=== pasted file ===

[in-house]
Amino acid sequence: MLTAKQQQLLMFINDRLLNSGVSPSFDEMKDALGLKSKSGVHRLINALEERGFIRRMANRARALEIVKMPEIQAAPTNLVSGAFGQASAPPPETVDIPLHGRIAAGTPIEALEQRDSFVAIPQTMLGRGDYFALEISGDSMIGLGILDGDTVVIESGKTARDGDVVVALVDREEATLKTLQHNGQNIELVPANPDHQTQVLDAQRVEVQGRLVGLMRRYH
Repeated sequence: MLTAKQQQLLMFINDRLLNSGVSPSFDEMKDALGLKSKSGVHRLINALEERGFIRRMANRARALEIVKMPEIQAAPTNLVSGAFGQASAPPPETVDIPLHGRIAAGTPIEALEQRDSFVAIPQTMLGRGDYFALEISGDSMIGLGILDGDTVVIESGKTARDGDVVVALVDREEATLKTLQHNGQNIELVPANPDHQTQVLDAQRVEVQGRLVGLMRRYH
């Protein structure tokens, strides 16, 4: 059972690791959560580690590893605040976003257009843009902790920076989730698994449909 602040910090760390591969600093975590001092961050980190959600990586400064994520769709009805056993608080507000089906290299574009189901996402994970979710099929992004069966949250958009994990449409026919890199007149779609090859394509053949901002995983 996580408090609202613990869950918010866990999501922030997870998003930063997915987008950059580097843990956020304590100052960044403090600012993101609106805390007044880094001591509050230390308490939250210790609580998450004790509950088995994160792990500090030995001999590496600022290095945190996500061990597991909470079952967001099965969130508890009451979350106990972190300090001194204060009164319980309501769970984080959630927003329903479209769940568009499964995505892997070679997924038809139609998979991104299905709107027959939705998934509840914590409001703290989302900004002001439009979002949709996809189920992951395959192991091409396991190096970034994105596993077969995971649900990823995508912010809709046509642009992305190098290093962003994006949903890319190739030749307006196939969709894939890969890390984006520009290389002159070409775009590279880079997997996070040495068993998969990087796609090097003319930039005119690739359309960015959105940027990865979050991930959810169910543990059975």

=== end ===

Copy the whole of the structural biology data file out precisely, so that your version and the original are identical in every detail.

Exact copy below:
[in-house]
Amino acid sequence: MLTAKQQQLLMFINDRLLNSGVSPSFDEMKDALGLKSKSGVHRLINALEERGFIRRMANRARALEIVKMPEIQAAPTNLVSGAFGQASAPPPETVDIPLHGRIAAGTPIEALEQRDSFVAIPQTMLGRGDYFALEISGDSMIGLGILDGDTVVIESGKTARDGDVVVALVDREEATLKTLQHNGQNIELVPANPDHQTQVLDAQRVEVQGRLVGLMRRYH
Repeated sequence: MLTAKQQQLLMFINDRLLNSGVSPSFDEMKDALGLKSKSGVHRLINALEERGFIRRMANRARALEIVKMPEIQAAPTNLVSGAFGQASAPPPETVDIPLHGRIAAGTPIEALEQRDSFVAIPQTMLGRGDYFALEISGDSMIGLGILDGDTVVIESGKTARDGDVVVALVDREEATLKTLQHNGQNIELVPANPDHQTQVLDAQRVEVQGRLVGLMRRYH
């Protein structure tokens, strides 16, 4: 059972690791959560580690590893605040976003257009843009902790920076989730698994449909 602040910090760390591969600093975590001092961050980190959600990586400064994520769709009805056993608080507000089906290299574009189901996402994970979710099929992004069966949250958009994990449409026919890199007149779609090859394509053949901002995983 996580408090609202613990869950918010866990999501922030997870998003930063997915987008950059580097843990956020304590100052960044403090600012993101609106805390007044880094001591509050230390308490939250210790609580998450004790509950088995994160792990500090030995001999590496600022290095945190996500061990597991909470079952967001099965969130508890009451979350106990972190300090001194204060009164319980309501769970984080959630927003329903479209769940568009499964995505892997070679997924038809139609998979991104299905709107027959939705998934509840914590409001703290989302900004002001439009979002949709996809189920992951395959192991091409396991190096970034994105596993077969995971649900990823995508912010809709046509642009992305190098290093962003994006949903890319190739030749307006196939969709894939890969890390984006520009290389002159070409775009590279880079997997996070040495068993998969990087796609090097003319930039005119690739359309960015959105940027990865979050991930959810169910543990059975």